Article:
1. Meta model - JPA exposes some annotation deeply related to relational concepts that surely create confusion when being applied to NOSQL stores: @Table, @Column, @Join* etc. Of course one might argue that one doesn't have to use these annotations but what you're actually doing then is creating a profile of the JPA you suddenly have to tell your users about. JPA on GAE is a neat example. Just read up on all the limitations you face there. I'd argue that this has got nothing to do with JPA anymore.

2. Store specifics - on the other hand you will have to introduce additional annotations to feature the store specifics. People choose NOSQL stores *because* of their specifics and we think a Java programming model for those stores has to hand those specifics to the users. Even for things common for a variety of stores (e.g. indexing) the annotations effectively have to vary as various stores offer different options to tweak things here. What about all the fancy features the NOSQL stores ship with: geospatial queries in MongoDB, graph traversals for Neo4J? Bottom line for us: NOSQL stores only make sense if you can leverage their specifics.

3. Transactions - as some stores do not provide transactions at all but have simply different approaches to consistency (e.g. MongoDB) we think users would be very surprised using an EntityManager creating a transaction and actually not creating one. EntityManager.persist(…) is required to throw a TransactionRequiredException if there's no transaction running. So of course you can simply not throw that exception for Mongo but would effectively create a JPA profile with that.

So our approach is essentially the template one Spring users know for ages already. We combine that with very store specific mapping metadata that has a very small core and allows non-Java NOSQL to easily approach the API as well (e.g. MongoDB developers are used to define indexes in JSON style and can do so with Spring Data). On top of that we provide the repository approach that can leverage the different flavors of meta-data to derive store specific queries from method names (JPA, Mongo, Neo4J etc). So we're not trying to abstract away things to a very narrow common denominator but rather provide a consistent programming model for each store leveraging the specialties of each of them.

As a very bonus we have our feet in polyglot persistence which essentially means that we store parts of the domain model into a relational store and other parts into a NOSQL one. I agree with Emmanuel that we have to see in how esp. this is going to fly.

Generally I (and that's my very personal opinion) think that choice has never been a bad thing for developers. Java and NOSQL have had quite a brief relationship so far so that there's lots of new ground to explore and a variety of approaches to try.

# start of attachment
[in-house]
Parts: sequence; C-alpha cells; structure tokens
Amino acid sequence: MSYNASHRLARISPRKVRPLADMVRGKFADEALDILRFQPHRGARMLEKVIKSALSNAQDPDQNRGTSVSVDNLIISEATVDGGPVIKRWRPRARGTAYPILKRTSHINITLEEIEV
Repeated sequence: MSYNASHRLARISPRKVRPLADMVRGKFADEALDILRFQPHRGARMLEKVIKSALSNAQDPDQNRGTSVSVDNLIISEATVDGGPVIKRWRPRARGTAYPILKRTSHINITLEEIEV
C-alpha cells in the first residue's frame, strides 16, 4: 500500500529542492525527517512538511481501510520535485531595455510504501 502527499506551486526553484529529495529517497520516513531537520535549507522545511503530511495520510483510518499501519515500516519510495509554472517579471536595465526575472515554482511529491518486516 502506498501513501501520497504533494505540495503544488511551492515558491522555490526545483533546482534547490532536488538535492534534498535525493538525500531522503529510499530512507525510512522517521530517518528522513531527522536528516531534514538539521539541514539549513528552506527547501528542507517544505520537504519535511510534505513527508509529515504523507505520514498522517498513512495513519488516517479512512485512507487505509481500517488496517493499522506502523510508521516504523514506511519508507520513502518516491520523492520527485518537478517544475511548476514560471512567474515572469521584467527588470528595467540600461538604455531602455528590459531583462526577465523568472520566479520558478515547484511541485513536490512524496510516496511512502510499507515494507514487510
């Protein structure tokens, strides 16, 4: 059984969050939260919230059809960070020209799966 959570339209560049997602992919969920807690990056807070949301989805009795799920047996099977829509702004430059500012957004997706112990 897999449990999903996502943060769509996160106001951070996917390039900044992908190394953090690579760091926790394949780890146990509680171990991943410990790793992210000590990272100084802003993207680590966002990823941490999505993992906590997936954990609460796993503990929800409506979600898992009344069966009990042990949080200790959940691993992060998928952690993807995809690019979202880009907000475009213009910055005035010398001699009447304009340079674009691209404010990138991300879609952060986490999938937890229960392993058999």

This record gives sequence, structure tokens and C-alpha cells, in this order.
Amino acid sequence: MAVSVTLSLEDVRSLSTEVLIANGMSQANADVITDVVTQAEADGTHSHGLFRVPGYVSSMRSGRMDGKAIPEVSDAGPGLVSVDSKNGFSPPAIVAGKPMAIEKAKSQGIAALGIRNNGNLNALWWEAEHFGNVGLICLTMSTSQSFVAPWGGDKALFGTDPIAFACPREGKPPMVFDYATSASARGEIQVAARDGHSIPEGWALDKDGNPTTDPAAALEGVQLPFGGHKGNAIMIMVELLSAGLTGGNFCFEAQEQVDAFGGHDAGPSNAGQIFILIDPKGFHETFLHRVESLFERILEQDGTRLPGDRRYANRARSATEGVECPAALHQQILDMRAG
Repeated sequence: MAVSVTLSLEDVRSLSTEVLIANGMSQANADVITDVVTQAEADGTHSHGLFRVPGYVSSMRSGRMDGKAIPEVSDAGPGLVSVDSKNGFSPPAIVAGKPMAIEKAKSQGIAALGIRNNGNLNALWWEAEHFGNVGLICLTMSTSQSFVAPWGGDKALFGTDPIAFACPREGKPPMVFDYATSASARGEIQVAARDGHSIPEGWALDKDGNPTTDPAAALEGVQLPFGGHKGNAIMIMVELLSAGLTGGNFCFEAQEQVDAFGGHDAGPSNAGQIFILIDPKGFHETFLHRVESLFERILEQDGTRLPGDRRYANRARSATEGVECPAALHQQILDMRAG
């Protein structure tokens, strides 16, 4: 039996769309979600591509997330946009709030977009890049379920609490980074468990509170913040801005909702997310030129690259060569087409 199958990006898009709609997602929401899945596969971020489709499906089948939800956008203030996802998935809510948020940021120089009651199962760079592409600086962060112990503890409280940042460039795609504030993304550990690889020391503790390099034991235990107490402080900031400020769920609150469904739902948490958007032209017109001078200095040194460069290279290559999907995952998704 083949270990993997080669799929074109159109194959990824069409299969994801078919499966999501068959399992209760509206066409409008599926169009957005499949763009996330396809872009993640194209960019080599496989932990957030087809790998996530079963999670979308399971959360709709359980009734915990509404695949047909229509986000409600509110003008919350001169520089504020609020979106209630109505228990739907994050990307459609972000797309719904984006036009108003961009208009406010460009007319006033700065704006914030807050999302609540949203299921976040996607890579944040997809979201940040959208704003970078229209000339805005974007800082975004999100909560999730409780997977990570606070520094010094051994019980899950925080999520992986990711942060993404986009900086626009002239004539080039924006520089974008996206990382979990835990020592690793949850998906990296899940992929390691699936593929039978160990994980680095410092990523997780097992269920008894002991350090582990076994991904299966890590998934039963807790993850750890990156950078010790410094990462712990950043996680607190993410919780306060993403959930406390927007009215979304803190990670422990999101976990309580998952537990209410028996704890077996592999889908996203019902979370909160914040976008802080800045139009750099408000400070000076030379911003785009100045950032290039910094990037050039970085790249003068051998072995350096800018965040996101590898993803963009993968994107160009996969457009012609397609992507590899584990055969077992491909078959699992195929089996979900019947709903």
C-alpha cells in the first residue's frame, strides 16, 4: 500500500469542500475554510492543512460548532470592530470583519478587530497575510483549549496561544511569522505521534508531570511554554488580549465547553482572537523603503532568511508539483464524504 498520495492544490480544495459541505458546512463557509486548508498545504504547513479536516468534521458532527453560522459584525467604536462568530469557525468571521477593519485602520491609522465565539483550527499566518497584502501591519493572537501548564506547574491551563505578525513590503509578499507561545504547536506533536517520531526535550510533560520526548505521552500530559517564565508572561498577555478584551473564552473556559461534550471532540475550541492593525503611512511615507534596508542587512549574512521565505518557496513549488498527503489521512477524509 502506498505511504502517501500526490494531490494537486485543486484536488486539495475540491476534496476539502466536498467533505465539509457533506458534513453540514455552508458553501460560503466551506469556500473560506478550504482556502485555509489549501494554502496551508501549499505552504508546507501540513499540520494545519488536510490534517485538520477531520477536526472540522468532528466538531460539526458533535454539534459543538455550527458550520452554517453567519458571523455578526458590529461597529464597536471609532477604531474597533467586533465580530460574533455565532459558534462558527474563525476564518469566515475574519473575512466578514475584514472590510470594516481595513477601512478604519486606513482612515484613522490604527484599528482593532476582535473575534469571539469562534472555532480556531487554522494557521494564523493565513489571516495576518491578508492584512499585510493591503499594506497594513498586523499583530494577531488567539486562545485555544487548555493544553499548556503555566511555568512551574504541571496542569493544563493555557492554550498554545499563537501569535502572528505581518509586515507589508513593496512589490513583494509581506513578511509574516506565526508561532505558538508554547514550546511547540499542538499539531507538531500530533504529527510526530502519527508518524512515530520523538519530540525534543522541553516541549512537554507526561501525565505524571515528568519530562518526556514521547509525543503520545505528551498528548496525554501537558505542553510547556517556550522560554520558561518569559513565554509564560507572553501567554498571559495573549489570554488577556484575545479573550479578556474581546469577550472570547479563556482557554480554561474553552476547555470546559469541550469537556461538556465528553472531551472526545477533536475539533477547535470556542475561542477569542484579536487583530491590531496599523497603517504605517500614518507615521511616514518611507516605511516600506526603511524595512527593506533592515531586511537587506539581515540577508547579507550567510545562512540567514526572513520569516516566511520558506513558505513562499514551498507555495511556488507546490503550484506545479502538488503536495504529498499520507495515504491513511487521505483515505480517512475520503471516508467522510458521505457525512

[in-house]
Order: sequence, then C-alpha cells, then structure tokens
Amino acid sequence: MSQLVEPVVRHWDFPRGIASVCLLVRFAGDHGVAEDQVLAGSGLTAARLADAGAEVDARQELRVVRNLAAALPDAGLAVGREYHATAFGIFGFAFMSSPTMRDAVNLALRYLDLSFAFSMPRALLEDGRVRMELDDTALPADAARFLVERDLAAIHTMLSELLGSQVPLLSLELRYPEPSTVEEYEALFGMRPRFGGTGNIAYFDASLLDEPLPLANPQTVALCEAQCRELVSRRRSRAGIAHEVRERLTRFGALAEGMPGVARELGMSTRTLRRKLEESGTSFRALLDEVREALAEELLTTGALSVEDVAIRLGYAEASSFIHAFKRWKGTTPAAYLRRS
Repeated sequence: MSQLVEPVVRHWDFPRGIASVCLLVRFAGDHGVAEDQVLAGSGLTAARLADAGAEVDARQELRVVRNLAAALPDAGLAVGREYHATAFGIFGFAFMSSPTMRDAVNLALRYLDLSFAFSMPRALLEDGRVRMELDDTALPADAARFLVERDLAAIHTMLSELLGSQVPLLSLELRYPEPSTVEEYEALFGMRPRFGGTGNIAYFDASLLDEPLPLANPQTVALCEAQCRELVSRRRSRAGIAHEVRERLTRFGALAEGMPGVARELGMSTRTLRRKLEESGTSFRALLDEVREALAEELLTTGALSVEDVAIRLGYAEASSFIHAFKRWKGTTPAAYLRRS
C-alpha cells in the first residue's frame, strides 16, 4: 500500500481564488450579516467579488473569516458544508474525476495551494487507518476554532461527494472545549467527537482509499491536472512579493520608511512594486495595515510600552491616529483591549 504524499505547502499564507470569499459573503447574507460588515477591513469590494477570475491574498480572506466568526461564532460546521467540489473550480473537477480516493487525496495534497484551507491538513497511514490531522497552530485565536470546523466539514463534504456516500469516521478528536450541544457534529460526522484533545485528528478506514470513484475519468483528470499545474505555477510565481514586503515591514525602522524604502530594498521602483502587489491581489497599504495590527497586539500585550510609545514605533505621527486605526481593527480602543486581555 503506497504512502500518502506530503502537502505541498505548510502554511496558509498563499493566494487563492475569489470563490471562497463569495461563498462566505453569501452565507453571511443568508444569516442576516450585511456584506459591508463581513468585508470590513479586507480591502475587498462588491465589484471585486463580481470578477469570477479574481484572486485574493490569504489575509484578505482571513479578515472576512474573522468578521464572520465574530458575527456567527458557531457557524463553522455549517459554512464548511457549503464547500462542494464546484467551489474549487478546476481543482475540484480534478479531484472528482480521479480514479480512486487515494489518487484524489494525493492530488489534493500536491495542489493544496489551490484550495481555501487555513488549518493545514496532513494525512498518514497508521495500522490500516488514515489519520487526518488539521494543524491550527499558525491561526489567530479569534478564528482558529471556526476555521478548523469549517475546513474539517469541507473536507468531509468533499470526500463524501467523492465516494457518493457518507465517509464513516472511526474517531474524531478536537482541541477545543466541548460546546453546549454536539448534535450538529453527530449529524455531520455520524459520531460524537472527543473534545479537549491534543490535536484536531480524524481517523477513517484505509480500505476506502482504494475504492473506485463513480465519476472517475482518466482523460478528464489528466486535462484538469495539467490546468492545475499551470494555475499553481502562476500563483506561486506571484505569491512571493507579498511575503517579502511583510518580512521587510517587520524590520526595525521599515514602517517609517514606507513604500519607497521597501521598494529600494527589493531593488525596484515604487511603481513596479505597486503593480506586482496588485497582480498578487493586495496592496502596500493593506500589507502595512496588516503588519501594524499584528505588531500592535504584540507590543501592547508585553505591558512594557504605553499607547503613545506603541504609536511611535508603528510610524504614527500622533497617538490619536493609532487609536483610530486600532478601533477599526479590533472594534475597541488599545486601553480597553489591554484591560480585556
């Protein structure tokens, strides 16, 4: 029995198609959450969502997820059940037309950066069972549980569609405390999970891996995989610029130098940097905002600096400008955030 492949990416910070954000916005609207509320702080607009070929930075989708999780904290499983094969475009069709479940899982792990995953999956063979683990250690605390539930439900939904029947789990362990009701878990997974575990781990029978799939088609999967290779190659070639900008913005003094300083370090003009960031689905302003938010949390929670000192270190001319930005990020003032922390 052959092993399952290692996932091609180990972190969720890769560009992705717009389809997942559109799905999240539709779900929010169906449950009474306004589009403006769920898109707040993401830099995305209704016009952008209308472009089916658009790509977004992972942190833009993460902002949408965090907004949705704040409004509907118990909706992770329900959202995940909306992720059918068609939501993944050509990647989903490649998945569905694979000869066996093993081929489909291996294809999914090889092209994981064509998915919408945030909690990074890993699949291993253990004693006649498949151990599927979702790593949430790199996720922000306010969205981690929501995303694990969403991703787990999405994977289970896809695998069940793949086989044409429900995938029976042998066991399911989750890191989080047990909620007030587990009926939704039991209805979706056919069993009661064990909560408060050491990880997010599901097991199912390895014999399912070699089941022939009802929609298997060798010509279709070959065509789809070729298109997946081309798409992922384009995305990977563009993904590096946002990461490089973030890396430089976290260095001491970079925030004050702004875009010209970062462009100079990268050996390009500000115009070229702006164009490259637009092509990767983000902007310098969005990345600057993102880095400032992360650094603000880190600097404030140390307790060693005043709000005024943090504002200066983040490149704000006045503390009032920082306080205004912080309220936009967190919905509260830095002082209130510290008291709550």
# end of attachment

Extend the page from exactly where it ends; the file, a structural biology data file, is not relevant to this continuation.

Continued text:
Re: similar to spring data by Michael Floyd

Dear, er, ddd,

InfoQ is practitioner-driven community service whose purpose is to facilitate the spread of knowledge and innovation in enterprise software development. As a member of the community, would you mind sharing a name with us?

some responses by Richard Hightower

And DataNucleus has standardised persistence (JDO/JPA) to MongoDB, HBase, Cassandra, ODF, Excel, db40, NeoDatis, BigTable, XML, JSON, ... as well as the majority of RDBMS. It's had these for some time.

Wow. That is a lot of support for a lot of different persistent stores. However, I have never run into a shop that has used DataNucleus in production. How do you think DataNucleus can gain market share? Is it a priority?

I think this is great. I have used DataNucleus support for BigTable, and it felt like there was a lot of room for improvement. This is where choice is good. It will be good to see more people involved in this API space. The nice thing about Hibernate getting involved is they are the 800 gorilla in object to persistent store mapping.

On the one hand, I would like to see some viable alternatives to Hibernate (DataNucleus, EclipseLink, etc.). The probability of needing to work with Hibernate on a project is very likely as it is so prevalent. At least now there is a popular common interface (JPA) so you can switch back and forth more readily from EclipseLink, DataNucleus et al.

I even like that there is Spring Data as it is good to think outside of the JPA box completely. Although, I am more likely to use a solution that uses the JPA interface where possible, as I just need a few less things to learn in my life. Although I understand Ollie's points.


As a very bonus we have our feet in polyglot persistence which essentially means that we store parts of the domain model into a relational store and other parts into a NOSQL one. I agree with Emmanuel that we have to see in how esp. this is going to fly.

Well that sounds rather cool.


Generally I (and that's my very personal opinion) think that choice has never been a bad thing for developers. Java and NOSQL have had quite a brief relationship so far so that there's lots of new ground to explore and a variety of approaches to try.

Well said.